Here we are, three weeks in.
I truly meant to update last week but apparently I became very busy while self-isolating, which means as usual, I forgot and/or was uninspired.

I have discovered I need a hobby, I learned this week. Well, other than baking – I am not sure if that is exactly a hobby, because if I do it all the time we have to eat everything and um yes that is a self-isolation problem. Yesterday, I pulled out my Nintendo 2DS again and have spent an ungodly number of hours this weekend playing Pokemon Alpha Sapphire while watching Border Security: Canada’s Front Line. I have so many questions about the agriculture brought in by people, honestly. I’ve also made a pandemic playlist, thus far consisting of:

  • Look Happy, It’s The End of the World — Matthew Good Band
  • One of Them Years — Matthew Good Band
  • Panic Prone — Chevelle
  • Blue Vacation — Andrew McMahon in the Wilderness
(That last one, for the many now pandemic-appropriate lyrics. Self-isolating on an island maybe? Little southward politics? Y’know. But at least it’s not super depressing?)

I still, most mornings, am watching Justin Trudeau’s morning press briefing. I am no longer watching the province of Manitoba’s reports because I am staying the hell home anyways and I hear all the statistics later anyways. They are, like everywhere, predicting this week is pivotal. I presume if this week ends up not being pivotal we are just waiting for another one, but I honestly don’t know.
I still feel like, even though Trudeau has been good at instilling hope in these “unprecedented” days, this may still instil more panic as we question our access to medical supplies and I slowly freak out about maintaining long-term access to asthma medications as talk of shortages continues; and I think of this in the context of a hospital certainly being the last place I want to go. And then I try not to think about it.

Monday we had backyard six-feet-away coffee with my grandma. We sanitized the Starbucks cups which is probably unnecessary but you know what? If we are too careful, who cares. (Are we all going to have lasting issues after all this? Yeah, probably.)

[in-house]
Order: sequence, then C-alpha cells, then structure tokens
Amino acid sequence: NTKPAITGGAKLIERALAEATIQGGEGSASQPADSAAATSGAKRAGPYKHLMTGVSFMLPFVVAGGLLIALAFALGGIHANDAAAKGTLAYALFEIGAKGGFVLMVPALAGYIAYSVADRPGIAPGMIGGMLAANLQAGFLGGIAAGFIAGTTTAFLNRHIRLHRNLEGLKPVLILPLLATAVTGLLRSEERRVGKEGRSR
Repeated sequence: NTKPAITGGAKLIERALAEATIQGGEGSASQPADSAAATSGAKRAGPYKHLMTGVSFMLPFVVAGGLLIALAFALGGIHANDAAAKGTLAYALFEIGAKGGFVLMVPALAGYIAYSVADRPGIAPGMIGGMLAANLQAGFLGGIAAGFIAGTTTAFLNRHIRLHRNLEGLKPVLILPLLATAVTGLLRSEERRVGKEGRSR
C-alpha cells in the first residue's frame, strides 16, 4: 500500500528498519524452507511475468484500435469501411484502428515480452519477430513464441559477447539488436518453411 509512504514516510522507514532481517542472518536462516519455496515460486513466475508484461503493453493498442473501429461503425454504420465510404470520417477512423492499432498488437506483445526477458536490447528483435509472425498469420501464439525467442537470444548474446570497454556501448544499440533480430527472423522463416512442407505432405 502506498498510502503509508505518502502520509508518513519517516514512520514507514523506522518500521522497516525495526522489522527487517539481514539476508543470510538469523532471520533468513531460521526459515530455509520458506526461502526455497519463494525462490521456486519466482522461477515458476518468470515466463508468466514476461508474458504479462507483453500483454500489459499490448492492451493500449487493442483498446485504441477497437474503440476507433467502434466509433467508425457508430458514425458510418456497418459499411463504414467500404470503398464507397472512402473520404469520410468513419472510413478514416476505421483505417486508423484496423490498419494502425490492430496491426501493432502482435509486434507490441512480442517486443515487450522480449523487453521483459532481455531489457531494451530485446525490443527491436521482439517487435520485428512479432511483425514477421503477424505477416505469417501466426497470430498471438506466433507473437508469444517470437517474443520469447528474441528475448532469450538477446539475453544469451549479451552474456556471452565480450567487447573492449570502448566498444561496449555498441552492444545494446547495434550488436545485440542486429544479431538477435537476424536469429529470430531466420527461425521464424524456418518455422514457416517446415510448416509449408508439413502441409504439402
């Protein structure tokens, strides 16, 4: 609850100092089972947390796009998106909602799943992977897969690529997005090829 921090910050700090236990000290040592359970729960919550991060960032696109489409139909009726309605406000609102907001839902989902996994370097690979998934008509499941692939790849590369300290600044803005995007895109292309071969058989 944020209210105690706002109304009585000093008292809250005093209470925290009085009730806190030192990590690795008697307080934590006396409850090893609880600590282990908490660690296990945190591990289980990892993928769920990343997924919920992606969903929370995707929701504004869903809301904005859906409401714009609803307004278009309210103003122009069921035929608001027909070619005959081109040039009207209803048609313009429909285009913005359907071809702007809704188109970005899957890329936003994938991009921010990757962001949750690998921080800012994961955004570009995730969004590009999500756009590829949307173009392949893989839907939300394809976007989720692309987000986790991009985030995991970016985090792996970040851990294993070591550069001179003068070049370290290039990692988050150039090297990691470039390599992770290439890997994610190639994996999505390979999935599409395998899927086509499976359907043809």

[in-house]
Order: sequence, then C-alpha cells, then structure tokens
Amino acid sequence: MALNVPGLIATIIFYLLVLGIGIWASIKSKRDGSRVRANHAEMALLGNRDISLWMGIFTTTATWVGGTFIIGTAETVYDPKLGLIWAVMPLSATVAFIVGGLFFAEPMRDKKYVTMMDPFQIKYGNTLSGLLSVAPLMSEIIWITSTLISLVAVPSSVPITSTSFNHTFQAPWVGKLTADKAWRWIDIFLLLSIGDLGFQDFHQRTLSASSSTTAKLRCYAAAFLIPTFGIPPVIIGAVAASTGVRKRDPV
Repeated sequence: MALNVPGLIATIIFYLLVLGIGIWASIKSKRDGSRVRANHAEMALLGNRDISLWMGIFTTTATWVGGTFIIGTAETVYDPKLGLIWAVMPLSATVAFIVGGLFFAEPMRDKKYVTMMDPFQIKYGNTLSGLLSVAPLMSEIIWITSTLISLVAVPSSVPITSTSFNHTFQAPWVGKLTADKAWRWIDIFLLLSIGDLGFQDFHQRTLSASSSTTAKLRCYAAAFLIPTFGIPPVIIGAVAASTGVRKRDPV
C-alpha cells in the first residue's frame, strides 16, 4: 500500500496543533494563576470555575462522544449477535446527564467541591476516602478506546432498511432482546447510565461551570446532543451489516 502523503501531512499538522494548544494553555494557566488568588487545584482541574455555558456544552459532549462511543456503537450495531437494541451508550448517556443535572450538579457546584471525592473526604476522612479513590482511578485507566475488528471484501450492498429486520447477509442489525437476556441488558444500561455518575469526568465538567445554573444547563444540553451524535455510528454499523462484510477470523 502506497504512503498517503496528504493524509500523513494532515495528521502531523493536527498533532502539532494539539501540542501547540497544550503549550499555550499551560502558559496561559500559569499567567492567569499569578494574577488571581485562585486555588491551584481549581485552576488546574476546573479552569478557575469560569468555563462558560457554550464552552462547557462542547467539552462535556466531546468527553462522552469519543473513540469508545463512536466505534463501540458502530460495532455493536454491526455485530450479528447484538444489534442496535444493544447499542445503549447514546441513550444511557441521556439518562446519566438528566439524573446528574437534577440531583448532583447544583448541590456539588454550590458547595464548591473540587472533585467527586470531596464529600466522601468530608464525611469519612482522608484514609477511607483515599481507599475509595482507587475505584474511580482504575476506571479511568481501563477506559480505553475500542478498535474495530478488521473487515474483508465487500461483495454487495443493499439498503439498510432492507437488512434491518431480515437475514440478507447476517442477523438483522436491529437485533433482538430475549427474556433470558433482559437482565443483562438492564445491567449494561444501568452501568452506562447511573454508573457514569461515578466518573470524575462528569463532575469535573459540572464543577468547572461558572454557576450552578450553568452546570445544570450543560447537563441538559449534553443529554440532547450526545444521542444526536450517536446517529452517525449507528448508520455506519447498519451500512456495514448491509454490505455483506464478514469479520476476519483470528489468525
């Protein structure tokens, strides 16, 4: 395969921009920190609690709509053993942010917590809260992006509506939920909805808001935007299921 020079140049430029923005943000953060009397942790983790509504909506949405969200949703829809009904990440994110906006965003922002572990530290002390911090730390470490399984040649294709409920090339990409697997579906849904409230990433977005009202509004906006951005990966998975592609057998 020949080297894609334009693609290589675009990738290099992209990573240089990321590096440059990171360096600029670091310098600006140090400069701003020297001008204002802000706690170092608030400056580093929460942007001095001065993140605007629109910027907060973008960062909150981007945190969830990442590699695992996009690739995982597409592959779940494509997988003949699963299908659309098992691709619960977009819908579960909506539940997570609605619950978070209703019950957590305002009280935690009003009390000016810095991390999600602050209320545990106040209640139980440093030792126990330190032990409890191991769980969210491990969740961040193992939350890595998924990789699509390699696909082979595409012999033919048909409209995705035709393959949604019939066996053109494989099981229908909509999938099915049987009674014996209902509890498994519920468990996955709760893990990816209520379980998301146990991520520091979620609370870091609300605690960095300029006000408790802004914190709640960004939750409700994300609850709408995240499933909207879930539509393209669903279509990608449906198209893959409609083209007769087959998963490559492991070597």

Wednesday I got the call about my Tuesday doctor’s appointment. “Hi, how are you — good, you’re self isolating?”—it appeared my doctor’s assistant could not ask me quickly enough about my staying home for the past zillionty days. As previously announced, it will now take place by phone. This means I can stay in bed, and answer my phone at 8:30 rather than have to go downtown. Also, maybe this can happen forever because that would be convenient. Although, Steve and I had planned to go to the Canadian Museum For Human Rights after my appointment April 7, and clearly, that is not happening (though you can do a tour on their website. Does not help all the tactile things I wanted to show Steve).

Wednesday (Wednesday? Yes?) we played Jackbox games on Google Hangout with Dean and Jackie and Mary (and my mom and my aunt and I). I’ve also played quite a few games of Ticket to Ride with Dean and Jackie and their friends. Because what else are we supposed to do?

Thursday I made these cookies. Highly recommend.

 
 
 
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Day 17. #StayHome. Bake cookies.

A post shared by kerri (@kerriontheprairies) onApr 2, 2020 at 6:51pm PDT

Then I made the fancy internet coffee last night (officially Dalgona coffee or whipped coffee, less officially quarantine coffee and internet coffee). I also may have lost count of days as I previously had this labeled as Day 19, not Day 20, but today definitely should be the 21st day.

I don’t even know anymore, time is an endless circle. I am still in a constant state of disbelief, honestly.

It was pretty good, but very hard to stir. Don’t make it as full as the videos do or the stirring part will be terrible even though it will look nice.

I finally got my final flight of 5 cancelled this week, and got my Airbnb credit. Astounding a month ago we anticipated we’d be in Minneapolis right now. The world was a much different place then, even though this had already all more than begun.

And, I finished my first self-isolation project. After procrastinating since September, I ordered a damn green table cloth and set up my green screen. Which, thank God, because I spent 6.5 hours on Zoom on Thursday, so I had to do something to entertain myself. (Many of these pictures are from playing around with it earlier in the week, save for the top two and the lion from Thursday.)

IMG 8553

So now, to go full-circle, I need a hobby.
Or at least a new self-isolation project. 

Drop me your suggestions in the comments.